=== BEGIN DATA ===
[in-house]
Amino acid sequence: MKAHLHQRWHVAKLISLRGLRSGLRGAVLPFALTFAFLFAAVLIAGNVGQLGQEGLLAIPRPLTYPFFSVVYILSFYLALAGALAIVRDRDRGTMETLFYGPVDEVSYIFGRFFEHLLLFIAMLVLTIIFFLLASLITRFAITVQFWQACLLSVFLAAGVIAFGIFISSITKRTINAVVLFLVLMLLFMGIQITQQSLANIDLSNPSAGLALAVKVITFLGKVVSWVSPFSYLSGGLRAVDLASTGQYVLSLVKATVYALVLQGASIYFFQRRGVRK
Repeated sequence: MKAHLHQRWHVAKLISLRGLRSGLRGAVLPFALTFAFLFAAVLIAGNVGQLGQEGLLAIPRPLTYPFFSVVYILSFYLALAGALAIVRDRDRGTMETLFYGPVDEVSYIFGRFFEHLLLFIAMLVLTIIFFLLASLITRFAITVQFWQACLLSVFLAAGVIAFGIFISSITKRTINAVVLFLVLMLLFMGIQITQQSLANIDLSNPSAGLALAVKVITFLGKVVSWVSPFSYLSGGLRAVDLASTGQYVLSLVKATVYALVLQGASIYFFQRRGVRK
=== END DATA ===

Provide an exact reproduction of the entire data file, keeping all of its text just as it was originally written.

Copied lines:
[in-house]
Amino acid sequence: MKAHLHQRWHVAKLISLRGLRSGLRGAVLPFALTFAFLFAAVLIAGNVGQLGQEGLLAIPRPLTYPFFSVVYILSFYLALAGALAIVRDRDRGTMETLFYGPVDEVSYIFGRFFEHLLLFIAMLVLTIIFFLLASLITRFAITVQFWQACLLSVFLAAGVIAFGIFISSITKRTINAVVLFLVLMLLFMGIQITQQSLANIDLSNPSAGLALAVKVITFLGKVVSWVSPFSYLSGGLRAVDLASTGQYVLSLVKATVYALVLQGASIYFFQRRGVRK
Repeated sequence: MKAHLHQRWHVAKLISLRGLRSGLRGAVLPFALTFAFLFAAVLIAGNVGQLGQEGLLAIPRPLTYPFFSVVYILSFYLALAGALAIVRDRDRGTMETLFYGPVDEVSYIFGRFFEHLLLFIAMLVLTIIFFLLASLITRFAITVQFWQACLLSVFLAAGVIAFGIFISSITKRTINAVVLFLVLMLLFMGIQITQQSLANIDLSNPSAGLALAVKVITFLGKVVSWVSPFSYLSGGLRAVDLASTGQYVLSLVKATVYALVLQGASIYFFQRRGVRK